Like the best films, this one reflects the universe through the experience of a single person. Only it is a universe nobody wants to talk about. There are many who complain that 12 Years A Slave is getting lauded based on its subject matter alone, that it is yet another tiresome exercise in politically correct chest beating. They are dead wrong. Plain and simple, this is a magnificent film; that and only that is the reason for the accolades the movie is receiving. Devastating, unflinching, and angry, the movie asks: how dare we forget our not too recent history. In the 19th century, America traded more slaves than other country, and much of the nation’s economy is built on that. It is part of American history and we need to be talking about it. Now.  By sticking close to the true story of Solomon Northop, a free black man in New York who was tricked and pushed into slavery in the antebellum south, the film is able to comment on the psychology of oppression. Director Steve McQueen’s camera refuses to back away from the horror of the situation, and in its unflinching gaze manages to do what other films on slavery weren’t able to. It doesn’t allow the audience the luxury of looking away.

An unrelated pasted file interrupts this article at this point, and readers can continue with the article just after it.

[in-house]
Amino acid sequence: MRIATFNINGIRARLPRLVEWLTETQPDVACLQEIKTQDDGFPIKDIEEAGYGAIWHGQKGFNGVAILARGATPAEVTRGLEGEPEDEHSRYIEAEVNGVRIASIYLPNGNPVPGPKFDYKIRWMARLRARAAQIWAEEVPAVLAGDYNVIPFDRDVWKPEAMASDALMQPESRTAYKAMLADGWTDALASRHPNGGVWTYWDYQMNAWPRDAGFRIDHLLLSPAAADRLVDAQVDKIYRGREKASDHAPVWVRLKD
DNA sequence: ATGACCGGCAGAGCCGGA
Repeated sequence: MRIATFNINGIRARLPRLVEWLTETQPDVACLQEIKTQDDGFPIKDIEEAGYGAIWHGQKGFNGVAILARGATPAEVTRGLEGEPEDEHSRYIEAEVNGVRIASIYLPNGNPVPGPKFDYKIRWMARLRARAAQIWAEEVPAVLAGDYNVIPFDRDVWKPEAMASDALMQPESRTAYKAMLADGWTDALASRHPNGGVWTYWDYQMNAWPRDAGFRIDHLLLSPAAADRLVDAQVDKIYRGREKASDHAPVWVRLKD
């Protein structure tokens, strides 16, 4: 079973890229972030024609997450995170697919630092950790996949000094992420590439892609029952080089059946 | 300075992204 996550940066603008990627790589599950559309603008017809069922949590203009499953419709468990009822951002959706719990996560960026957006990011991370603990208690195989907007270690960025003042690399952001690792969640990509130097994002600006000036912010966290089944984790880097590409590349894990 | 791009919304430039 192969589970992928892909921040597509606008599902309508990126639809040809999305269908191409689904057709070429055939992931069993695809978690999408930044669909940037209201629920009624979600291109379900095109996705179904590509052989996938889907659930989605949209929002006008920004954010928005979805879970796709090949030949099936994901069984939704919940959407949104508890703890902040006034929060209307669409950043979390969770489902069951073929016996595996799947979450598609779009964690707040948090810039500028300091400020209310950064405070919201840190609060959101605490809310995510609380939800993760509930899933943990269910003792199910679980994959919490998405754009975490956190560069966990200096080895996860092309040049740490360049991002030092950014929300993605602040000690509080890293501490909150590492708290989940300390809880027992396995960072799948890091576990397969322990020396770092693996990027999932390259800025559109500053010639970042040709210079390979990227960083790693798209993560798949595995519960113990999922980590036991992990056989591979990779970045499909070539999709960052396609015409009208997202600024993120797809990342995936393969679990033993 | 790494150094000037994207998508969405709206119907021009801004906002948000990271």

1. SHORT TERM 12